Termagant  

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Train wreck at Montparnasse (October 22, 1895) by Studio Lévy and Sons.
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Train wreck at Montparnasse (October 22, 1895) by Studio Lévy and Sons.

In medieval Europe, Termagant was the name given to an imaginary god held in Christendom to be worshipped by Muslims, represented in the mystery plays as a violent overbearing personage.

The word is also used in modern English to mean a violent, overbearing, turbulent, brawling, quarrelsome woman; a virago, shrew, vixen. In the past the word could be applied to any person or thing personified, not just a woman.


Contents

Origin of the concept

European literature from the Middle Ages often referred to Muslims as pagans, with sobriquets such as the paynim foe. These depictions naively represent Muslims worshipping Muhammad (Mahomet, Mahound) as a god and depict them worshipping various deities in the form of idols (cult images), ranging from Apollo to Lucifer, but their chief deity was typically named Termagant.

The origin of the name Termagant is unknown, and does not seem to derive from any actual aspect of Muslim belief or practice, however wildly distorted. W. W. Skeat in the 19th century, speculated that the name was originally "Trivagante", meaning 'thrice wandering', a reference to the moon, because of the Islamic use of crescent moon imagery. An Old English origin has also been suggested, from tiw mihtig r ("very mighty"), referring to the Germanic god Tiw. Another possibility is that it derives from a confusion between Muslims and the Zoroastrian Magi of ancient Iran: thus tyr-magian, or "Magian god".

Termagant in literature

Whatever its origins, "Termagant" became established in the West as the name of the principal Muslim god, being regularly mentioned in metrical romances and chansons de geste. In the 15th-century Middle English romance Syr Guy of Warwick, a Sultan swears an oath:

So help me, Mahoune, of might,
And Termagant, my god so bright.

In the Chanson de Roland, the Muslims, having lost the battle of Roncesvalles, desecrate their "pagan idols" (lines 2589–90):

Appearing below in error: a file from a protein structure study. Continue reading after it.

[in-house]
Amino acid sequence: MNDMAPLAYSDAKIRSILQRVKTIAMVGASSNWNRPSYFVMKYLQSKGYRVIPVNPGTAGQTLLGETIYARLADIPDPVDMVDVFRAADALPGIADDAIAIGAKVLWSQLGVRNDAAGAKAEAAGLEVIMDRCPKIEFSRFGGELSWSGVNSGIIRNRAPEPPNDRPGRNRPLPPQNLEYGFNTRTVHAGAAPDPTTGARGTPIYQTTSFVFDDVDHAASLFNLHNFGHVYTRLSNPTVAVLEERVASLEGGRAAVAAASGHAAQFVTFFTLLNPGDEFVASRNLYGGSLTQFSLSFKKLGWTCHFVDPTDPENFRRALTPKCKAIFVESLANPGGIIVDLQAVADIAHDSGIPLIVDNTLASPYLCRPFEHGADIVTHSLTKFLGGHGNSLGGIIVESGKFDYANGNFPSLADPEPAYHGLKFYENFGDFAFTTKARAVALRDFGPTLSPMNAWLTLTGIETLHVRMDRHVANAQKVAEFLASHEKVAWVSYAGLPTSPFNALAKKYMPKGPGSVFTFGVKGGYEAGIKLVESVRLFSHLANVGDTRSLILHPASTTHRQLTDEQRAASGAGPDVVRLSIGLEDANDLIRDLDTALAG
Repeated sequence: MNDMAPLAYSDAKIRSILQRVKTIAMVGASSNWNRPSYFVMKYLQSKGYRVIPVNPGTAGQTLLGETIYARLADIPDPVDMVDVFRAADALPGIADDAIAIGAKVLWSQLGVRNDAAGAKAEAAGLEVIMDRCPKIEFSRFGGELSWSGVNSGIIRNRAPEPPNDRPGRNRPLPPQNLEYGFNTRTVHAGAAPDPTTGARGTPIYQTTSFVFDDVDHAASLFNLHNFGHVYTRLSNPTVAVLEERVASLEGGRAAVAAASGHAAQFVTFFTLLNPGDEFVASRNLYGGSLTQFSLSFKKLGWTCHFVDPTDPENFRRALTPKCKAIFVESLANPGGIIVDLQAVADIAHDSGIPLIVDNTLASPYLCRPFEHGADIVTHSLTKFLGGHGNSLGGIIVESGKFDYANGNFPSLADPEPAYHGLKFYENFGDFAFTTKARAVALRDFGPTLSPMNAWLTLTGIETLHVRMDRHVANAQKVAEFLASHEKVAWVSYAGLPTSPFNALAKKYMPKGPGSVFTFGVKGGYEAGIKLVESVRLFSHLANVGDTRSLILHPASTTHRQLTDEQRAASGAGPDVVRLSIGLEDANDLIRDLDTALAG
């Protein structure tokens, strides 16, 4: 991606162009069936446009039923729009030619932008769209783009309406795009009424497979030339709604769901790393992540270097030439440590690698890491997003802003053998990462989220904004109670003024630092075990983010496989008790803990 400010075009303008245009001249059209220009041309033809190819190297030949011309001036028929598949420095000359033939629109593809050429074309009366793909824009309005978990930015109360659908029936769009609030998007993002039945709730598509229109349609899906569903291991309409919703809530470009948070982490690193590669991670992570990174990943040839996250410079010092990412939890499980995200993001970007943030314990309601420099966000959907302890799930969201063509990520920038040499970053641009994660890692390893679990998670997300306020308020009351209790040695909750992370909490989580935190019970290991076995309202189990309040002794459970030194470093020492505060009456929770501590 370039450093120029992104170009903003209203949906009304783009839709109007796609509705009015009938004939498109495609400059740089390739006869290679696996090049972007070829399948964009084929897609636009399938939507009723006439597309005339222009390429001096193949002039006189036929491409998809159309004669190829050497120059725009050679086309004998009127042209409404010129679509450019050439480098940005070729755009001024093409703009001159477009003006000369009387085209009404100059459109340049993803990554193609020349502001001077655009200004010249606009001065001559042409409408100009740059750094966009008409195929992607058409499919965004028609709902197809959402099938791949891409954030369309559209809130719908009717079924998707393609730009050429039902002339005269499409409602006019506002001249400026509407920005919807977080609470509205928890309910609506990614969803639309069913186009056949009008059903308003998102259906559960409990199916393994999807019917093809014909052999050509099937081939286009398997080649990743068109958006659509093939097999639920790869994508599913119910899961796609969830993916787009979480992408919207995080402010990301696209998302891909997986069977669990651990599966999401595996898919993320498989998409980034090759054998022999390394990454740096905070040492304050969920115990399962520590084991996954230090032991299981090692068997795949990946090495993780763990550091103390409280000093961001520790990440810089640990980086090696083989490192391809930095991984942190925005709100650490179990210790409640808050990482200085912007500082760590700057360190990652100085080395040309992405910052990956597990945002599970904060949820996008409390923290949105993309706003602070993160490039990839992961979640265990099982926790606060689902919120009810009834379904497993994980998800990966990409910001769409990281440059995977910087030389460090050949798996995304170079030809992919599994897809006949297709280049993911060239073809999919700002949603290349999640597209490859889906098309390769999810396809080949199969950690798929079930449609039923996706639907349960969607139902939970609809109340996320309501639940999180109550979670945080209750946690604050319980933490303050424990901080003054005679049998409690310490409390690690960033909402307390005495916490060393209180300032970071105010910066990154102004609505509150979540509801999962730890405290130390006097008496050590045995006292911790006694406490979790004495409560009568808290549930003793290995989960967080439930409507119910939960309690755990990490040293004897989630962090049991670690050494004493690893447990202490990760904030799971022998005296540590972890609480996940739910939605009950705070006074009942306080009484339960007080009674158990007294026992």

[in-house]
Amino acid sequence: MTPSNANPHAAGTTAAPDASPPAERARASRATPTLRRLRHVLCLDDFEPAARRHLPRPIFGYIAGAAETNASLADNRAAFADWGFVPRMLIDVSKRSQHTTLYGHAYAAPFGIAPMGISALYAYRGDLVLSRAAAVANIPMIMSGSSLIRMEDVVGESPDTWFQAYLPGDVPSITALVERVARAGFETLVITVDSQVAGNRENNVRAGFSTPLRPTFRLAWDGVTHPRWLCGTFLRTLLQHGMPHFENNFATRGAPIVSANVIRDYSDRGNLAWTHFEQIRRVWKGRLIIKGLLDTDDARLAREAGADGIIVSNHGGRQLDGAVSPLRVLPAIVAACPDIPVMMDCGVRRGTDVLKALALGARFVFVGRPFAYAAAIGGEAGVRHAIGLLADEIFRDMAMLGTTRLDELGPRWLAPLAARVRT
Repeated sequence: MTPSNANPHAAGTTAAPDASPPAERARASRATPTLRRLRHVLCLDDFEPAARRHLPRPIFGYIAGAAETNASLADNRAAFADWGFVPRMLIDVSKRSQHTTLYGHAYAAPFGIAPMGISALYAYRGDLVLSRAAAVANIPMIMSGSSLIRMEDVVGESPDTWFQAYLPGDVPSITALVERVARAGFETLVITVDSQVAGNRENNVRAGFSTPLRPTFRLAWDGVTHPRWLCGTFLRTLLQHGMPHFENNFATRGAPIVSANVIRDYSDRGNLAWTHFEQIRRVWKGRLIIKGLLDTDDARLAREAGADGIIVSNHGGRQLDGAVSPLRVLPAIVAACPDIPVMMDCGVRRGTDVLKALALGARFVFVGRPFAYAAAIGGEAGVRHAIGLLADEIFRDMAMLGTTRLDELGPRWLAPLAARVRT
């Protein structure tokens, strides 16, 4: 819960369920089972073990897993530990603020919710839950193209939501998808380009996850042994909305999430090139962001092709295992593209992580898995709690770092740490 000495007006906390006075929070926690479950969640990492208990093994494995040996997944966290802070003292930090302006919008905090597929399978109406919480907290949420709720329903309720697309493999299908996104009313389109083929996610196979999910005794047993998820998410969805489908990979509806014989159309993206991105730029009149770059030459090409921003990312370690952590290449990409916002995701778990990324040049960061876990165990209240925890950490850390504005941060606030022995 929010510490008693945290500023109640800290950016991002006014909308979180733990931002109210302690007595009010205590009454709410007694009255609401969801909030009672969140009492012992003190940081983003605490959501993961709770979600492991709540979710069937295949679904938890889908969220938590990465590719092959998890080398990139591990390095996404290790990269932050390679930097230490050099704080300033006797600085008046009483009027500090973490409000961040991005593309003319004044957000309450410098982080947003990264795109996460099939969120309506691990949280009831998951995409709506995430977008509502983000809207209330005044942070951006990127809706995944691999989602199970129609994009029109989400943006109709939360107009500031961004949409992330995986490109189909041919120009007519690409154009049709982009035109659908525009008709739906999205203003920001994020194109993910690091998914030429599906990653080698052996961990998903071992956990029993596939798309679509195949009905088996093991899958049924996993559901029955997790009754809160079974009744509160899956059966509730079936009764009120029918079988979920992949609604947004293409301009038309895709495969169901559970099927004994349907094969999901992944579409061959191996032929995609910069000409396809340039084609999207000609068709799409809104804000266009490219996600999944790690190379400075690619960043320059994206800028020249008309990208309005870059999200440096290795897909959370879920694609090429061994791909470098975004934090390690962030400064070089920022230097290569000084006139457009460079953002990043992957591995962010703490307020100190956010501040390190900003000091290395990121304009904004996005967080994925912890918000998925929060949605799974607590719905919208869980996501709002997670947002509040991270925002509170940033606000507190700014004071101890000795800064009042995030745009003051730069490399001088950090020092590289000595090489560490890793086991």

E Tervagan tolent sun escarbuncle, / E Mahumet enz en un fosset butent,
They strip the fire-red gem off Termagant / And throw Mohammed down into a ditch...

Tervagant is also a god/statue of the "king of Africa" in the Jean Bodel play in Old French (c.1200) Le jeu de saint Nicolas.

In the Sowdone of Babylone, the sultan makes a vow to Termagaunte rather than Mahound (Muhammad) (lines 135–40):

Of Babiloyne the riche Sowdon,
Moost myghty man he was of moolde;
He made a vowe to Termagaunte:
Whan Rome were distroied and hade myschaunce,
He woolde turne ayen erraunte
And distroye Charles, the Kinge of Fraunce.

In Geoffrey Chaucer's Canterbury Tales, the Tale of Sir Thopas (supposed to be told by Chaucer himself on the pilgrimage) is a parody of these chivalric romances. In the tale, a giant knight named "Sir Oliphaunt" is made to swear an oath by Termagant.

In Occitan literature the name Muhammed was corrupted as "Bafomet", forming the basis for the legendary Baphomet, at different times an idol, a "sabbatic goat", and key link in conspiracy theories. The troubadour Austorc d'Aorlhac refers to Bafomet and Termaganat (Tervagan) side-by-side in one sirventes, referring also to the latter's "companions".

Termagant also became a stock character in a number of medieval mystery plays. On the stage, Termagant was usually depicted as a turbanned creature who wore a long, Eastern style gown. As a stage-villain, he would rant at and threaten the lesser villains who were his servants and worshippers.

"Termagant" as a shrewish woman

Because of the theatrical tradition, by Shakespeare's day the term had come to refer to a bullying person. Henry IV contains a reference to "that hot termagant Scot". In Hamlet, the hero says of ham actors that "I would have such a fellow whipped for o'er-doing Termagant, it out-Herod's Herod". Herod, like Termagant, was also a character from medieval drama who was famous for ranting.

Mainly because of Termagant's depiction in long gowns, given that female roles were routinely played by male actors in Shakespearean times, English audiences got the mistaken notion that the character was female, or at least that he resembled a mannish woman. As a result, the name termagant came increasingly to be applied to a woman with a quarrelsome, scolding quality, and thus the name applies today to a quarrelsome, scolding woman. Virago and shrew are also pejorative names for other types of unpleasant, aggressive woman. Nevertheless, the term is still sometimes used of men. The Australian politician Kim Beazley labelled a male opponent a termagant.

Other Termagants

  • In Washington Irving's "Rip Van Winkle", Dame Van Winkle is described by the narrator as being a "termagant wife".
  • In Jack Vance's book The Dragon Masters, a sub-species of "dragon" is the man-sized termagant.
  • In the microgame Chitin: 1 The Harvest Wars, published by Metagaming in the late 1970s, Termagant was a type of ground unit.
  • In the fictional Warhammer 40,000 universe, Termagaunts are a type of tyranid, creatures that resemble dinosaurs or insects.

References




Unless indicated otherwise, the text in this article is either based on Wikipedia article "Termagant" or another language Wikipedia page thereof used under the terms of the GNU Free Documentation License; or on original research by Jahsonic and friends. See Art and Popular Culture's copyright notice.

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